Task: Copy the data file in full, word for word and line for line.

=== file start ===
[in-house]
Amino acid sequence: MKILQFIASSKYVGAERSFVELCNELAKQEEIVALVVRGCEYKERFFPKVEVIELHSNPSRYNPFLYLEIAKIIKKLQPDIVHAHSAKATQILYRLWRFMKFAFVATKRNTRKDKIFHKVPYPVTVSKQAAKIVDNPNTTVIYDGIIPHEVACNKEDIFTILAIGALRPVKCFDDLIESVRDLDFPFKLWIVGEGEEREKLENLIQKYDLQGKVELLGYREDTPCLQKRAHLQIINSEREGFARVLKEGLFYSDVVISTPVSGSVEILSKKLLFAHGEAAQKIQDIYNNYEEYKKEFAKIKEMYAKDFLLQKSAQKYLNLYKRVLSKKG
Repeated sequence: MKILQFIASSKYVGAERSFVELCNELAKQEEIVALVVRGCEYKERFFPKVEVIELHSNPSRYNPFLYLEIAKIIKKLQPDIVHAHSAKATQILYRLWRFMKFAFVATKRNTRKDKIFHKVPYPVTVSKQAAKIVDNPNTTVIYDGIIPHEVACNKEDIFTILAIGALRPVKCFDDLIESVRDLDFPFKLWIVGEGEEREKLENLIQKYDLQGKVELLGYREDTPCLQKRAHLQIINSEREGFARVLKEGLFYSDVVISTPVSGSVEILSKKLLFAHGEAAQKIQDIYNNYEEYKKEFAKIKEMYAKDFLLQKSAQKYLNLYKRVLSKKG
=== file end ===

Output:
[in-house]
Amino acid sequence: MKILQFIASSKYVGAERSFVELCNELAKQEEIVALVVRGCEYKERFFPKVEVIELHSNPSRYNPFLYLEIAKIIKKLQPDIVHAHSAKATQILYRLWRFMKFAFVATKRNTRKDKIFHKVPYPVTVSKQAAKIVDNPNTTVIYDGIIPHEVACNKEDIFTILAIGALRPVKCFDDLIESVRDLDFPFKLWIVGEGEEREKLENLIQKYDLQGKVELLGYREDTPCLQKRAHLQIINSEREGFARVLKEGLFYSDVVISTPVSGSVEILSKKLLFAHGEAAQKIQDIYNNYEEYKKEFAKIKEMYAKDFLLQKSAQKYLNLYKRVLSKKG
Repeated sequence: MKILQFIASSKYVGAERSFVELCNELAKQEEIVALVVRGCEYKERFFPKVEVIELHSNPSRYNPFLYLEIAKIIKKLQPDIVHAHSAKATQILYRLWRFMKFAFVATKRNTRKDKIFHKVPYPVTVSKQAAKIVDNPNTTVIYDGIIPHEVACNKEDIFTILAIGALRPVKCFDDLIESVRDLDFPFKLWIVGEGEEREKLENLIQKYDLQGKVELLGYREDTPCLQKRAHLQIINSEREGFARVLKEGLFYSDVVISTPVSGSVEILSKKLLFAHGEAAQKIQDIYNNYEEYKKEFAKIKEMYAKDFLLQKSAQKYLNLYKRVLSKKG